Are Seagulls Becoming a Big Problem in the UK?
If you feel like you can’t go anywhere without seeing a seagull, you’re not imagining it. As food sources become more plentiful and there are ever more places to nest, seagulls are flocking to urban areas. But are seagulls becoming a big problem in the UK?
Seagulls are Thriving in Urban Areas
Coastal populations of gulls are in decline. According to the RSPB, each of the seven species of seagulls that are native to the UK are a cause for concern in conservation terms.
However in urban areas, it’s a different story. According to a former professor of Zoology at Durham University, the number of urban sites with more than 100 nests of gulls has increased by around 4% each year between 1939 and 2000. There are more gulls and they are living closer to us. This is where the problems start.
Why are Seagulls Considered Pests?
We’ve all seen the funny videos of gulls going into Gregg’s. But gulls do more than steal your food. Here are the problems associated with seagulls in urban areas.
· They carry and transmit diseases like salmonella, Cryptococcosis, and E. coli which are spread through their droppings. Worryingly, research has found that their droppings may even contain antibiotic resistant bacteria.
· They are messy. Bird droppings will really ruin the look of a building and its surroundings. Not only that, they can make pavements slippery. Oh, and did we mention that their droppings are high in uric acid which can corrode buildings, vehicles, and machinery over time?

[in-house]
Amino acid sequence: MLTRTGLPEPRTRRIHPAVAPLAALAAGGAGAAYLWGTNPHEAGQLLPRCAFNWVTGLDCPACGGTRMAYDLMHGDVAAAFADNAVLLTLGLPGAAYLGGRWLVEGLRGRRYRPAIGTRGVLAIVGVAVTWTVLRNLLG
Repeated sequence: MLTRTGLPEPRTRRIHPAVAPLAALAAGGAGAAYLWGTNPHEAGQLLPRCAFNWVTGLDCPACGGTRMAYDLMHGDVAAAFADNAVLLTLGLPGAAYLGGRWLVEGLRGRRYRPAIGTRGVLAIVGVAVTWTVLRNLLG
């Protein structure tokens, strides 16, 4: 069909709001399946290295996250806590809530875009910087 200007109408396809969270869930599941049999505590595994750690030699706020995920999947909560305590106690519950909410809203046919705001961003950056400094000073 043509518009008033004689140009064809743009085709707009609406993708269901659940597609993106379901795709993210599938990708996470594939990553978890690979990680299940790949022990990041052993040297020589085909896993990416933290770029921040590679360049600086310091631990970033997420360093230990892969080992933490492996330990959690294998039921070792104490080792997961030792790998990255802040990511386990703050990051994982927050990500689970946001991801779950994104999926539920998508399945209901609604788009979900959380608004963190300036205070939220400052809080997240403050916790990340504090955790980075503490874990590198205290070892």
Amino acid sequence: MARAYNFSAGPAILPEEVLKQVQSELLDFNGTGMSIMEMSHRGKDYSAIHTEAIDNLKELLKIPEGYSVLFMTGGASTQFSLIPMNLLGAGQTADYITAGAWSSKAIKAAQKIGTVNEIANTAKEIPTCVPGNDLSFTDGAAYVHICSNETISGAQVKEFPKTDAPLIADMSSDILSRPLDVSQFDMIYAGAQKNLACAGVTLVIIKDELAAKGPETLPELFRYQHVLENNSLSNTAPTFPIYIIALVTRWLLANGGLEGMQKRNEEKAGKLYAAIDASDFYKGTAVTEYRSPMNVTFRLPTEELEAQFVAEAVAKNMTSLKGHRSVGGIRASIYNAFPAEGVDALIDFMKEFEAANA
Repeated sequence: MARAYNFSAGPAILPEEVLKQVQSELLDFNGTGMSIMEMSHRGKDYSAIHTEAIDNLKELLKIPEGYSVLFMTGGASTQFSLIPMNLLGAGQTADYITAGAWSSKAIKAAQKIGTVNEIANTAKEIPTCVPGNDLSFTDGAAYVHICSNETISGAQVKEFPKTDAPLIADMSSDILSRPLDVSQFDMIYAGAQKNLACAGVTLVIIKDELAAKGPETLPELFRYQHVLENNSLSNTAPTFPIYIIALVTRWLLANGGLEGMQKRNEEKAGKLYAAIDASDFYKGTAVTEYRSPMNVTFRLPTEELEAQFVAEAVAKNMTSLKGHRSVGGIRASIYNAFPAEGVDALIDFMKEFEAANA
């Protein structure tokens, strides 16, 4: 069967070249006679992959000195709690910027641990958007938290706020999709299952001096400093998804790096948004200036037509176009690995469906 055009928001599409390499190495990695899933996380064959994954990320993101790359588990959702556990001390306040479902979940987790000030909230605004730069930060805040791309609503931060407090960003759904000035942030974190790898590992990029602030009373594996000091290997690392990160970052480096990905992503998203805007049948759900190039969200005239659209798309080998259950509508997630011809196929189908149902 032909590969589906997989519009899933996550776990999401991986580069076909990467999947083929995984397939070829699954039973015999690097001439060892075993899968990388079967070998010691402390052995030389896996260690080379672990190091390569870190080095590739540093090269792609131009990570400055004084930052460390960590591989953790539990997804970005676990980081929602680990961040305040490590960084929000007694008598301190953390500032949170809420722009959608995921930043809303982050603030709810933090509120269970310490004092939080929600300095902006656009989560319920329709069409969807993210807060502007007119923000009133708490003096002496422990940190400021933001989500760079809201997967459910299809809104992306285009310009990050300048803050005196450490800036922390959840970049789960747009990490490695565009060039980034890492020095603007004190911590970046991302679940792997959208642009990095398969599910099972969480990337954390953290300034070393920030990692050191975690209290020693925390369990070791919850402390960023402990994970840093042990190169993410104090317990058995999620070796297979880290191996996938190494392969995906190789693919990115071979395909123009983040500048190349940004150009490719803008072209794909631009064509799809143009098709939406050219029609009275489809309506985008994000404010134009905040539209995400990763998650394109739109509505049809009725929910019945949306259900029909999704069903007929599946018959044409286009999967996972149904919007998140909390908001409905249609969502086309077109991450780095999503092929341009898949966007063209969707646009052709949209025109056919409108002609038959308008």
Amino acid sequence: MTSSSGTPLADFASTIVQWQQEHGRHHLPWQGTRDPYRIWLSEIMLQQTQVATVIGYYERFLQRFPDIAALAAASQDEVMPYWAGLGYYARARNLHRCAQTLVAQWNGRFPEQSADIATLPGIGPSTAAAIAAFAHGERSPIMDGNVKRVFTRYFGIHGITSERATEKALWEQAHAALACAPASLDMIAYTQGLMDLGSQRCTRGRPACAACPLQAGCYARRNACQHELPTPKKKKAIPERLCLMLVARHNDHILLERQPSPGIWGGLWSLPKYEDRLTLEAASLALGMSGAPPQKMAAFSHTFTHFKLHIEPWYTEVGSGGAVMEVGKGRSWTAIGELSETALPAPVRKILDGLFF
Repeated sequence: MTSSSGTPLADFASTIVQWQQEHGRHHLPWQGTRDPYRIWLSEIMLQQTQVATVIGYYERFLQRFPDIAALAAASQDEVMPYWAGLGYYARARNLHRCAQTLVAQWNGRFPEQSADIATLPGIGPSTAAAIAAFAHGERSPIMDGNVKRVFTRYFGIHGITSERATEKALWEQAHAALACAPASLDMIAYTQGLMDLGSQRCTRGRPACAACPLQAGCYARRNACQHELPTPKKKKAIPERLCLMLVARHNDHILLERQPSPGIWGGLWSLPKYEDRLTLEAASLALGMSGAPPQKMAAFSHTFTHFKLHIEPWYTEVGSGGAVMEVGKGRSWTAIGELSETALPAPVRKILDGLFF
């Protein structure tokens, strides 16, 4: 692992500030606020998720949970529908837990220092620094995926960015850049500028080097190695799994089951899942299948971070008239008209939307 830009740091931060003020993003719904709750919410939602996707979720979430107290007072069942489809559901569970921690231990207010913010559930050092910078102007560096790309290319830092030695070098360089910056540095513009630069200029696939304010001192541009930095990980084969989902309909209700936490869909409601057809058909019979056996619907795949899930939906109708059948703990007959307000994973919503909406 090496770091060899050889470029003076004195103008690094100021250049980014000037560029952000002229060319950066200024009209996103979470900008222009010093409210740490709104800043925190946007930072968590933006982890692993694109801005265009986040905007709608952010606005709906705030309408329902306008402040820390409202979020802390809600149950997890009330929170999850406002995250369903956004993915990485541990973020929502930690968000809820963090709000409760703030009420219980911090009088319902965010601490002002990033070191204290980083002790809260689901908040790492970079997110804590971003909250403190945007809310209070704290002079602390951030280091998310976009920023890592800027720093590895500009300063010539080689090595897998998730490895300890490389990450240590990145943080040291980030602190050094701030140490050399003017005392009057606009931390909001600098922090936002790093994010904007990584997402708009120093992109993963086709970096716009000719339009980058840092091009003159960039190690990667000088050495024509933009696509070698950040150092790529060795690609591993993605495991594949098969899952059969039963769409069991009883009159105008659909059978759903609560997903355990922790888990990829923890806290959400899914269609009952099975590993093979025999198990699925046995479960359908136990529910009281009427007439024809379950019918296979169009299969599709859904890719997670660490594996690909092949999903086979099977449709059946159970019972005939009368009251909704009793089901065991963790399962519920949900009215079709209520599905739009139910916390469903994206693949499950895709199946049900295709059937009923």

· They are aggressive. We’ve all seen the headlines about seagull attacks and this is one of the most commonly reported seagull problems. Gull attacks peak between the end of May and August. This coincides with the birth of new chicks. Adult gulls are very protective of their young. Gulls will swoop to defend their chicks and while physical attacks are rare, they do happen. One pub in Aberdeen with an outdoor eating area had to resort to giving customers water pistols to scare away swooping and scavenging gulls!
Gull Control-How Can You Prevent Seagull Problems?
Gulls can be a serious nuisance, but before you do anything drastic, there’s something you need to be aware of. Seagulls, like all birds in the UK, are protected by law. The Wildlife and Countryside Act 1981 makes it illegal to harm or kill a seagull or destroy its nest without a licence. There are very limited circumstances where you can use lethal bird control to get rid of gulls but you will always have to prove that you’ve tried everything else first.
When it comes to controlling seagulls successfully, here’s what actually works;
Spikes and netting
When applied to ledges, roofs, and canopies, these can make buildings uninhabitable for gulls.
Bird wire is a very effective bird proofing method that stops gulls landing on your building. Even better, it’s very discreet if you’re worried about the effect it will have on building aesthetics.
Fire gel looks like fire to a bird flying above and the bird will think it’s unsafe to land on your building. This is an effective, long-lasting deterrent that causes no harm to birds.
Bird scarers use methods like electric deterrents, acoustic deterrents, and lasers to keep nuisance birds away from your building.
Falconry bird control
Seeing a bird of prey flying around plays on a bird’s natural fear of predators. If a gull sees a falcon or hawk flying around your building, it won’t be a safe or desirable place to land or nest.
Are You Struggling with a Seagull Problem?
Seagull problems on and around your property are not only a nuisance, they’re a risk to health and safety, and they can cause costly property damage. That’s why you need to act fast to control the problem.
Contego is known as one of the leading specialist bird control companies in the UK. We’ve controlled pest birds on behalf of clients in locations such as international stadiums, supermarkets, railway platforms, and power stations. No bird control issue is too big or too complex.
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